Susanna Kim is a rare phenomenon: A Berlin DJ who isn't afraid to embrace the mainstream - Friends of Friends / Freunde von Freunden (FvF)

Susanna Kim is a rare phenomenon: A Berlin DJ who isn’t afraid to embrace the mainstream


Susanna Kim, aka iamkimkong, is an equal opportunity DJ, dropping everything from Wu Tang Clan and Whitney Houston to Jay Z and Justin Bieber.

As soundtrack supplier to some of Berlin’s most sought-after nightclubs, the native of Germany’s Ruhr region does not discriminate. Her tongue-in-cheek style puts fun first, trumping the stiff attitude at times present in the DJ world. A graduate-level communications expert by day, Susanna’s path to DJing was marked by hard work, obsessive mixtape-making, and serendipity in equal measures—and her journey is far from over. With designers like Hien Le and Malaika Raiss sourcing her eclectic mixes for their runway shows, and the number of nighttime gigs growing, Susanna’s DJ legacy is blossoming alongside her communications career.

Korean by heritage, German by birth, and Berliner by choice, Susanna refuses to ascribe to any one narrative, personally, musically, or otherwise. At a very early, un-DJ-like hour, Susanna, joined by her heavy metal guitarist husband, Christoph “Kotsche” Koterzina, invited us to her Kreuzberg apartment to talk Helene Fischer, self-doubt, and being mistaken for the coat check girl.

This portrait is part of our ongoing collaboration with ZEIT Online, who presents a special curation of our pictures on ZEIT Magazin Online.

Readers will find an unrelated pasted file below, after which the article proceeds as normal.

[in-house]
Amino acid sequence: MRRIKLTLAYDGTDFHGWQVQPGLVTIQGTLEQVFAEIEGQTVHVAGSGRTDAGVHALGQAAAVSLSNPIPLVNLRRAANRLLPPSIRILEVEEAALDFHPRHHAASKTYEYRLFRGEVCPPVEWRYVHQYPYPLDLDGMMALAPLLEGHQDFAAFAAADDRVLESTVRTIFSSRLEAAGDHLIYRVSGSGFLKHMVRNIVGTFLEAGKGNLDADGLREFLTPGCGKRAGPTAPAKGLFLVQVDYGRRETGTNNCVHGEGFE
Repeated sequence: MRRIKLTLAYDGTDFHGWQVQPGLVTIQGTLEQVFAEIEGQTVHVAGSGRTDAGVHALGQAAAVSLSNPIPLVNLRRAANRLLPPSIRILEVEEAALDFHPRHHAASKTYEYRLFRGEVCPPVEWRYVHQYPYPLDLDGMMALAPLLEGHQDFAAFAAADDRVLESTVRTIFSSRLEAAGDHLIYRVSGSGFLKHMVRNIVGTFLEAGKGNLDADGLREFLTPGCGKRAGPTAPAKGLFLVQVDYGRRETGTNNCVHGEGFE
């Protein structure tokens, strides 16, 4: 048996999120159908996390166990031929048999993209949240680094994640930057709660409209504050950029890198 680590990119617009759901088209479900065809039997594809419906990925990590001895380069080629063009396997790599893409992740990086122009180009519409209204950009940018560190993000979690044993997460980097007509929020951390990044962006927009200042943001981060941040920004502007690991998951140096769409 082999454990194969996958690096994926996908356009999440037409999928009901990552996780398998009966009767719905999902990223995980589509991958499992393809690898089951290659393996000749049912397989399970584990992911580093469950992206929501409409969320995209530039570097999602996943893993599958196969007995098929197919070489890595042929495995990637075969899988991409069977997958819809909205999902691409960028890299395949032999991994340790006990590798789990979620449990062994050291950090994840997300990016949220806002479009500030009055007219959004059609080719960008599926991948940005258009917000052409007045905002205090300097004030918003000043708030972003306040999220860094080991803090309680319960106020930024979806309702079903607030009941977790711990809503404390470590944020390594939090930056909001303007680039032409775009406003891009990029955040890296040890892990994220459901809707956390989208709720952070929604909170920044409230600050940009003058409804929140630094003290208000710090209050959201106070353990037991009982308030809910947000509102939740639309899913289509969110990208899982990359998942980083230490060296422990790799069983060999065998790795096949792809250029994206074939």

• Where are you from originally?

    I always tell people I’m from the “Pott” [Ruhrpott], and then I realize they mean something else. My parents are Korean, they moved to Germany over 40 years ago with a wave of migrant workers. My mother is a nurse, which is what all Korean women who came here during that time used to do. I grew up in a tiny town where there was only one other Korean family apart from mine. My parents always wanted to return to Korea at some point, but that never happened. Such is life.

  • How do you reconcile your Korean heritage and German identity? Has that been a struggle?

    Everyone tells me I’m completely German. When I hear that, I think, ‘Look at me for a minute. I’m not.’ Berlin, of course, is an international city, but people often talk to me in English. Older people often tell me how good my German is. I remember something from a long time ago: there were times when I would come home late at night, pass our entryway mirror, stop in my tracks, and go back to look at myself. Maybe it was the alcohol, but I would look at myself and think, ‘Oh yeah, right. I spend all day with non-Koreans and at the end of the day it occurs to me—I’m Korean.’ Of course the question arises: What am I, where is home? I’m different here, and in Korea, where everyone looks like me, people ask me where I’m really from. Everything about me is non-Korean. It’s a strange feeling. At the end of the day, home is my husband, my family, and friends.